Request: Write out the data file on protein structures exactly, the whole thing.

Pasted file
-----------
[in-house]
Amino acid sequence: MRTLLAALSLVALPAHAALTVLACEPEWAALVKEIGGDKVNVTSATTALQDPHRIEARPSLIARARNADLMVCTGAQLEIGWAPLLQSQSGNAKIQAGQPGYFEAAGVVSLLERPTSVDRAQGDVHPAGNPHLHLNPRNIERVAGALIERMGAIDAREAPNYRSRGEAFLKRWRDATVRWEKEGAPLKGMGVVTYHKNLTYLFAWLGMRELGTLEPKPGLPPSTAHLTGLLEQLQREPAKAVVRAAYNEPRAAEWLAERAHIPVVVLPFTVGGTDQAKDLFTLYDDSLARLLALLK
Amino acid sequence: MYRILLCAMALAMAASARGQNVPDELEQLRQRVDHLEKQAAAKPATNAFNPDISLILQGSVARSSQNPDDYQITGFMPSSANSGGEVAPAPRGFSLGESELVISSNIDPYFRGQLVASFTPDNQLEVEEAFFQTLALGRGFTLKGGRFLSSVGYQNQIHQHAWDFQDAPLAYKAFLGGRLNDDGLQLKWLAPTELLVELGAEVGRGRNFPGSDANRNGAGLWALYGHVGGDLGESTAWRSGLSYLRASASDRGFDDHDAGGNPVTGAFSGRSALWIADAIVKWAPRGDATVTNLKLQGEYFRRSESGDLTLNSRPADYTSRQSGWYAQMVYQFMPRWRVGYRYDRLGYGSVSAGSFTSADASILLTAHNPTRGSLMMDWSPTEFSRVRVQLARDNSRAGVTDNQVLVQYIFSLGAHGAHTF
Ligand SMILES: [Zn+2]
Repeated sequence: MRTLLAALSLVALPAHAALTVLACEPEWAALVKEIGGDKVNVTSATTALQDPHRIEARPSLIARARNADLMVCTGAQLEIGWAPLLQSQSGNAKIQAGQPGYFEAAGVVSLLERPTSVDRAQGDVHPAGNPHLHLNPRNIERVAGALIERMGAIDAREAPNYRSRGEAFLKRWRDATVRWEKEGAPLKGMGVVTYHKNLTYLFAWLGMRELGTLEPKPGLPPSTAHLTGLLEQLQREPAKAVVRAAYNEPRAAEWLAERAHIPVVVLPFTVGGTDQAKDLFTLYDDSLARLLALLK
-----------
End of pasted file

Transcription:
[in-house]
Amino acid sequence: MRTLLAALSLVALPAHAALTVLACEPEWAALVKEIGGDKVNVTSATTALQDPHRIEARPSLIARARNADLMVCTGAQLEIGWAPLLQSQSGNAKIQAGQPGYFEAAGVVSLLERPTSVDRAQGDVHPAGNPHLHLNPRNIERVAGALIERMGAIDAREAPNYRSRGEAFLKRWRDATVRWEKEGAPLKGMGVVTYHKNLTYLFAWLGMRELGTLEPKPGLPPSTAHLTGLLEQLQREPAKAVVRAAYNEPRAAEWLAERAHIPVVVLPFTVGGTDQAKDLFTLYDDSLARLLALLK
Amino acid sequence: MYRILLCAMALAMAASARGQNVPDELEQLRQRVDHLEKQAAAKPATNAFNPDISLILQGSVARSSQNPDDYQITGFMPSSANSGGEVAPAPRGFSLGESELVISSNIDPYFRGQLVASFTPDNQLEVEEAFFQTLALGRGFTLKGGRFLSSVGYQNQIHQHAWDFQDAPLAYKAFLGGRLNDDGLQLKWLAPTELLVELGAEVGRGRNFPGSDANRNGAGLWALYGHVGGDLGESTAWRSGLSYLRASASDRGFDDHDAGGNPVTGAFSGRSALWIADAIVKWAPRGDATVTNLKLQGEYFRRSESGDLTLNSRPADYTSRQSGWYAQMVYQFMPRWRVGYRYDRLGYGSVSAGSFTSADASILLTAHNPTRGSLMMDWSPTEFSRVRVQLARDNSRAGVTDNQVLVQYIFSLGAHGAHTF
Ligand SMILES: [Zn+2]
Repeated sequence: MRTLLAALSLVALPAHAALTVLACEPEWAALVKEIGGDKVNVTSATTALQDPHRIEARPSLIARARNADLMVCTGAQLEIGWAPLLQSQSGNAKIQAGQPGYFEAAGVVSLLERPTSVDRAQGDVHPAGNPHLHLNPRNIERVAGALIERMGAIDAREAPNYRSRGEAFLKRWRDATVRWEKEGAPLKGMGVVTYHKNLTYLFAWLGMRELGTLEPKPGLPPSTAHLTGLLEQLQREPAKAVVRAAYNEPRAAEWLAERAHIPVVVLPFTVGGTDQAKDLFTLYDDSLARLLALLK